Ireland’s Department of Foreign Affairs issued a government-wide email on Sept. 29 advising government ministers not to take part in any of Taiwan’s National Day events, the Irish Times reports.

Taiwan’s National Day is held on Oct. 10, and the Taipei Representative Office in Dublin usually invites Irish politicians to celebratory events.

The Irish Department of Foreign Affairs said in its email that attendance at Taiwan National Day events would “provoke China.”

It also said that “meetings between Irish and Taiwan public representatives are perceived in China as implicit recognition of the government of Taiwan and thus breach the One China Policy which has been adhered to by successive Irish governments.” [sic]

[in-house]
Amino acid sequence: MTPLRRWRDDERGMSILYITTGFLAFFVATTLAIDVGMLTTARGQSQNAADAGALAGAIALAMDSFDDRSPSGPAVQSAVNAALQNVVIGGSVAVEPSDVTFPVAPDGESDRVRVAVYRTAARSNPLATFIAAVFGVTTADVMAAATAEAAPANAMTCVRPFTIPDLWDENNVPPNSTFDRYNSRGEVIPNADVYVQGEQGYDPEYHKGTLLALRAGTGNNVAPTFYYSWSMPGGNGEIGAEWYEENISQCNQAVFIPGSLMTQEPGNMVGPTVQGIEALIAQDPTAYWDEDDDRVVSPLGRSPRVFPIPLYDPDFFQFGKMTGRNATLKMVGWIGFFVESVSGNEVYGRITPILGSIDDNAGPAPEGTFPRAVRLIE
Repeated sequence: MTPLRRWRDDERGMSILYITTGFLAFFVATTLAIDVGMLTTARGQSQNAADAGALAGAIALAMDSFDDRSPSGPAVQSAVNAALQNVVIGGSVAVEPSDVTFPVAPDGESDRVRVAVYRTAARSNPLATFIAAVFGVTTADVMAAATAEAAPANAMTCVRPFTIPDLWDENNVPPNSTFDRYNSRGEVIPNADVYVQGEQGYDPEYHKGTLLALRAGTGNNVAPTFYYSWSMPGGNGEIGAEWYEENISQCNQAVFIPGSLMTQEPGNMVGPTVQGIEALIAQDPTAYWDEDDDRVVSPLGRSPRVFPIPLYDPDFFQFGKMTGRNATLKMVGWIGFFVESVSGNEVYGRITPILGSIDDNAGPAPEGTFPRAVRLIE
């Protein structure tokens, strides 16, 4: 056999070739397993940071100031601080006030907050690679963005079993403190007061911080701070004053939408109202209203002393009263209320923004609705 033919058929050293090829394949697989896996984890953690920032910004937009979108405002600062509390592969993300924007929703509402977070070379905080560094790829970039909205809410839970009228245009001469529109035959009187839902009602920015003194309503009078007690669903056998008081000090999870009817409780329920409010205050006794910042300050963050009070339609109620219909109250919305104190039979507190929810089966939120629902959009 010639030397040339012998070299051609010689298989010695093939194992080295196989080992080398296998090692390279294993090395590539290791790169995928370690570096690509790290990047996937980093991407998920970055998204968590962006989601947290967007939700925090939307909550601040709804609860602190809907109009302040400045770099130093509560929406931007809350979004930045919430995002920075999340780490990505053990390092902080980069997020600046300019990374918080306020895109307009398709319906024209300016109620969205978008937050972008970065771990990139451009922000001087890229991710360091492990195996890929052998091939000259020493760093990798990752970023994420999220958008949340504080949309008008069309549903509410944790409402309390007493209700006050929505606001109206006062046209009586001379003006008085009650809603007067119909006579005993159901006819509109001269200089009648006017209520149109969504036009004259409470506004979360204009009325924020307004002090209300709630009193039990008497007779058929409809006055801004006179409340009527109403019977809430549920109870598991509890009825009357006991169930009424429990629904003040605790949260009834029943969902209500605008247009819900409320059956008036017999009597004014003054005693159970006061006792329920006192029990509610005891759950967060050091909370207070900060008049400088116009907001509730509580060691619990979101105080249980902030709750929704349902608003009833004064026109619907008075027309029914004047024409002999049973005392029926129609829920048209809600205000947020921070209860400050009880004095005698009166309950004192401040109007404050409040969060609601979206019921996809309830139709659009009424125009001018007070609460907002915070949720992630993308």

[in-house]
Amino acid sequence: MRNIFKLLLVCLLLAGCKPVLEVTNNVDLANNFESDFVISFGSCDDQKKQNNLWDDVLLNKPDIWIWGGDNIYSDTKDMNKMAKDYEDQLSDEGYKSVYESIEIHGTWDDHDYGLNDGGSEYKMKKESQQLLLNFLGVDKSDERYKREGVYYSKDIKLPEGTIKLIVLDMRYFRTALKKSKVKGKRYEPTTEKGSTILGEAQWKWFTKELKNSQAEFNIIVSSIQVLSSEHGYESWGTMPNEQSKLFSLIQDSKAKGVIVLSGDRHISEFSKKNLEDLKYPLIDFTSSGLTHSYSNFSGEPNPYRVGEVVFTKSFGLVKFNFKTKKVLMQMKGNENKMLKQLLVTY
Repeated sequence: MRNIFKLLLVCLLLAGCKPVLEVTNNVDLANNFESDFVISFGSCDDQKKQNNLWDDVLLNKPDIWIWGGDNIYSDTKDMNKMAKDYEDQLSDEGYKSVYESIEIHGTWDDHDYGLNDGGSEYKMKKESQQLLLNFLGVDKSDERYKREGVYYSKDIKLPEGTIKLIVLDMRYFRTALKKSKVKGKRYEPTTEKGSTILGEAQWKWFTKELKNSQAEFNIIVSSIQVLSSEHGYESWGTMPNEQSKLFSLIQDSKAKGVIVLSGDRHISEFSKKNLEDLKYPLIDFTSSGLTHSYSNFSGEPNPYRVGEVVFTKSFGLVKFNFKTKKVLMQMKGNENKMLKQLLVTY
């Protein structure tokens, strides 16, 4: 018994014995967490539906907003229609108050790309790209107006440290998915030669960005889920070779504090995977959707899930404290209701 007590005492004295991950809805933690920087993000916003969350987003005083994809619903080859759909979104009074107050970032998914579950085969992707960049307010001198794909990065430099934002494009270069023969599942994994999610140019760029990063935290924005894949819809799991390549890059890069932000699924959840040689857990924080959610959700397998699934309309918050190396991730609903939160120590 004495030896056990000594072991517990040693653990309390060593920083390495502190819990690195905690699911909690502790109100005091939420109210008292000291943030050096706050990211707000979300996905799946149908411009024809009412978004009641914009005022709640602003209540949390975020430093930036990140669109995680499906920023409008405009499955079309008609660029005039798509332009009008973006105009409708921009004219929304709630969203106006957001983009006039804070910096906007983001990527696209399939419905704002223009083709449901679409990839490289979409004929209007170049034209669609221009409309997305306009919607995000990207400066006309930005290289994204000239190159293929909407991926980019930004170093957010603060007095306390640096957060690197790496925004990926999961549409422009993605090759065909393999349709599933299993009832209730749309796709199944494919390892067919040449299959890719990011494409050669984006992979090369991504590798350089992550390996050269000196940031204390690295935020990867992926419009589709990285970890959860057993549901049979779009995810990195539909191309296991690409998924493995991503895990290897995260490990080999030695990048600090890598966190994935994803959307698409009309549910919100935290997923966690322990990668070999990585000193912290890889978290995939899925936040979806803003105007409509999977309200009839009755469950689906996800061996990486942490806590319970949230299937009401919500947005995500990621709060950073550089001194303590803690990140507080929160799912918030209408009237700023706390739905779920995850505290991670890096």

The email said previous Taiwan-related "incidents” disrupted Ireland's policy goals with China, and that the country's Prime Minister and Ministry of Foreign Affairs and Trade “had to go to considerable lengths to reassure China of Ireland’s good faith.”

Taiwan’s Minister of Foreign Affairs David Lee (李大維) was not surprised by the warning, Taiwan's Central News Agency (CNA) reports.

Lee said Irish ministers friendly to Taiwan have protested the move in past years. He also confirmed that other countries have issued similar warnings, but refused to name which countries, according to CNA.

Taiwan Premier Lin Chuan (林全) said that boycotting Taiwan would not benefit either country, Liberty Times reports.

First Editor: Olivia Yang
Second Editor: Edward White